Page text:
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A scene from “Sh*t Girls Say.”
A scene from “Sh*t Girls Say.”

The ultimate validation: TIFF rolls out the red carpet for a viral Internet video Add to ...

Shit Girls Say, the serial Twitter-joke-turned-YouTube show with the self-explanatory handle, was a defining meme of December, 2011. “Can you pass me that blanket?” “I can’t talk to you right now.” It was humour not of overstatement or understatement, just of … statement: recognizable and decontextualized for max absurdity.

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For Internet kids (who loved it) and feminist bloggers (who often hated it, but also maybe secretly loved it), it was an early Christmas present.

For Toronto creative couple Graydon Sheppard and Kyle Humphrey, it was a huge break: Juliette Lewis appeared in their third episode, Perez Hilton blogged about it, and Harlequin gave them a book deal.

At TIFF, it’s Christmas again. Episode four of Shit Girls Say airs in the Short Cuts Canada program, where no viral video has aired before. Plus, Sheppard and Humphrey appear in the Mavericks lecture series alongside Jackie Chan, Johnny Depp and David Geffen. Who needs a blue checkmark on Twitter when you’ve got this kind of validation?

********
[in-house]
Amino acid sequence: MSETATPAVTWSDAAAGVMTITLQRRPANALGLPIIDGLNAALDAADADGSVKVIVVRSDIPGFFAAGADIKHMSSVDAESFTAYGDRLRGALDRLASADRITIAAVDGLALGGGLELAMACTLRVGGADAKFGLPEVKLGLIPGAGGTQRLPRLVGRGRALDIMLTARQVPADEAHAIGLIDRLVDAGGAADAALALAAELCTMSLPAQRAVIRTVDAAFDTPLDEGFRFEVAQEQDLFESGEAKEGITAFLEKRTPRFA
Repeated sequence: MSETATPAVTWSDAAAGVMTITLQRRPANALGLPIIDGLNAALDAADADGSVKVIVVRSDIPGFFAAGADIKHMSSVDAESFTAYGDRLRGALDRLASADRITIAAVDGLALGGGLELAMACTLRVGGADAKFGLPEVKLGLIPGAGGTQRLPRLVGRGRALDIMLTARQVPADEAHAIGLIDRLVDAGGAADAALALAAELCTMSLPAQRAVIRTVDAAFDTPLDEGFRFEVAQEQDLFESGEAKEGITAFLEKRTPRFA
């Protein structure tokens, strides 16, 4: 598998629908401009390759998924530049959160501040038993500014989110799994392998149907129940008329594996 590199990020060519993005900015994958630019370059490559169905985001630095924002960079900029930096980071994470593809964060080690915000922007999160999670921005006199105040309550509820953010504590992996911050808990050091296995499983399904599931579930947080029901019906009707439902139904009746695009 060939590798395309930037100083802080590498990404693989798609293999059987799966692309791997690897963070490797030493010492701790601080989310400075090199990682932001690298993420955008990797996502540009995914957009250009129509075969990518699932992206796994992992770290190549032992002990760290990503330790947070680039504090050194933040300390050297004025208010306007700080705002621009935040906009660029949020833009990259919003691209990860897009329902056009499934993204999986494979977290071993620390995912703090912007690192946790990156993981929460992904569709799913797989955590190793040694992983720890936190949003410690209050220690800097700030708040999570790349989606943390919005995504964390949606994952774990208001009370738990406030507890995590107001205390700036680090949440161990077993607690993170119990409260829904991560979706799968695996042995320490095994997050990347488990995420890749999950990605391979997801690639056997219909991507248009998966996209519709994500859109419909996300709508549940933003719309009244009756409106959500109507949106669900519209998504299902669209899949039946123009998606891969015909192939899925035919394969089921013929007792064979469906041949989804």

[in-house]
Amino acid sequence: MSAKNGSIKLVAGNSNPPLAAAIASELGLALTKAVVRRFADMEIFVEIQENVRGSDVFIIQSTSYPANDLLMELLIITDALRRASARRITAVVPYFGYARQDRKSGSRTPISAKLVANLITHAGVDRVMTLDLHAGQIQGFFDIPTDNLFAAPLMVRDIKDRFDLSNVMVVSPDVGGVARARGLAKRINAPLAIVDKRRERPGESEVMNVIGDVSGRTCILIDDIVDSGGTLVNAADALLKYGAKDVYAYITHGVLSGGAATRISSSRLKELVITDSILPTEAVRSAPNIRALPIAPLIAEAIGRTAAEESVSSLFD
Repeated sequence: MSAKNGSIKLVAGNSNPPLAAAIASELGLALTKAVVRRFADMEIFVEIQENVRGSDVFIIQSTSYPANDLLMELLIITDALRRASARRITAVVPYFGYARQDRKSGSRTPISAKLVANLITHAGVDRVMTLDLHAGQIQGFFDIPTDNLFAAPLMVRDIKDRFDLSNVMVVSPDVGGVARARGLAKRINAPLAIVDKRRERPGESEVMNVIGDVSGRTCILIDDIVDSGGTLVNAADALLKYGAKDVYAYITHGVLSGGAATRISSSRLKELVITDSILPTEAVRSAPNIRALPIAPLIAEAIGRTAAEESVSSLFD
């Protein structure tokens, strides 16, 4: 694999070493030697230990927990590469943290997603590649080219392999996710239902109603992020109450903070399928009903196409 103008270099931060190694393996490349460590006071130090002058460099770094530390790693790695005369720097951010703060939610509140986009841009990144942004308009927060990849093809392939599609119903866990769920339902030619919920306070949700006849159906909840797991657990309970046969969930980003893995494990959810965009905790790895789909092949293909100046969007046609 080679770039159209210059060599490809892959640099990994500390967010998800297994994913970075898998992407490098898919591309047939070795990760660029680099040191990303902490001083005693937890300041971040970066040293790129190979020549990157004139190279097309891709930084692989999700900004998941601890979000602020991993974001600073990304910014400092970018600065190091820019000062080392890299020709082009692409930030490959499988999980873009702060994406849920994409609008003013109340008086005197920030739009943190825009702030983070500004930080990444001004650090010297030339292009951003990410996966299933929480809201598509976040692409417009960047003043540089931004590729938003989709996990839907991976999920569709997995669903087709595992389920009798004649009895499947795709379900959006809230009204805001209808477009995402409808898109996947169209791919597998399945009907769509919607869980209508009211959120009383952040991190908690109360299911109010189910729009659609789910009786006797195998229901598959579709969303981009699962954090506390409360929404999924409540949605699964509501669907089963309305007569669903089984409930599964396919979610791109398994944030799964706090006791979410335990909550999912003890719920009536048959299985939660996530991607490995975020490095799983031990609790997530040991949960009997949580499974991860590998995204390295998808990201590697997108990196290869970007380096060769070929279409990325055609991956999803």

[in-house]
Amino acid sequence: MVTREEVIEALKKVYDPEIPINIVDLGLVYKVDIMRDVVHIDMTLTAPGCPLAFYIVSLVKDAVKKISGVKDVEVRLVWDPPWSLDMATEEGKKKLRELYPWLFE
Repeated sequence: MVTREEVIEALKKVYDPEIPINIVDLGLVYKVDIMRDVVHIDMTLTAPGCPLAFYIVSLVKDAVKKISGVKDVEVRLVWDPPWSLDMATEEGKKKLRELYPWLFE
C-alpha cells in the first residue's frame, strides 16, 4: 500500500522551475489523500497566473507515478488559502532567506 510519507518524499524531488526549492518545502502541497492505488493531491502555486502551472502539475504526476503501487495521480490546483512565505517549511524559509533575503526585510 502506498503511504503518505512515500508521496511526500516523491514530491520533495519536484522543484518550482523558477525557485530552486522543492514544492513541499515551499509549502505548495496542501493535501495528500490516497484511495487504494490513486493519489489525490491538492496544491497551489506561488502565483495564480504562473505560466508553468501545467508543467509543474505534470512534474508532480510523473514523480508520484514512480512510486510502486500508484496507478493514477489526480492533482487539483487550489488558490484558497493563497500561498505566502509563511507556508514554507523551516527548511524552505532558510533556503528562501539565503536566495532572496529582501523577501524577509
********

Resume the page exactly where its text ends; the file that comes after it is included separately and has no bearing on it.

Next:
As for the ineluctable haters, Sheppard – who was directing for years before Shit Girls Say happened – makes clear that, yes, this is a proper short film.

“I directed this the way I would have directed anything else,” he says. “It’s not necessarily a narrative screenplay, but it’s what you might call a portrait.”

A portrait of ladies, perhaps, one with which many women would rather not identify. “I cared [about the critiques], for sure,” says Humphrey, who was also responsible for a hilarious fashion blog about Roseanne, Third and Delaware. “I grew up with a single mom and have surrounded myself with women my entire life. The best barometer for me is how the women I am close to feel about what we’re doing, and everyone has loved it and been really supportive.”

Adds Sheppard: “We also totally understand that not all women feel represented by this. It’s been interesting to see so many other videos come up in which people made films about their demographics.” He’s talking about Shit Fashion Girls Say, Shit Black Girls Say, Shit White Girls Say to Black Girls … the gift goes on. Having just watched the fourth episode, though, I can vouch that the original Shit Girls Say is still the best-directed, best-acted of them all.

“I feel like I was trying so hard to be a dramatic filmmaker,” says Sheppard, “but all along I just wanted to be funny.”

 

 

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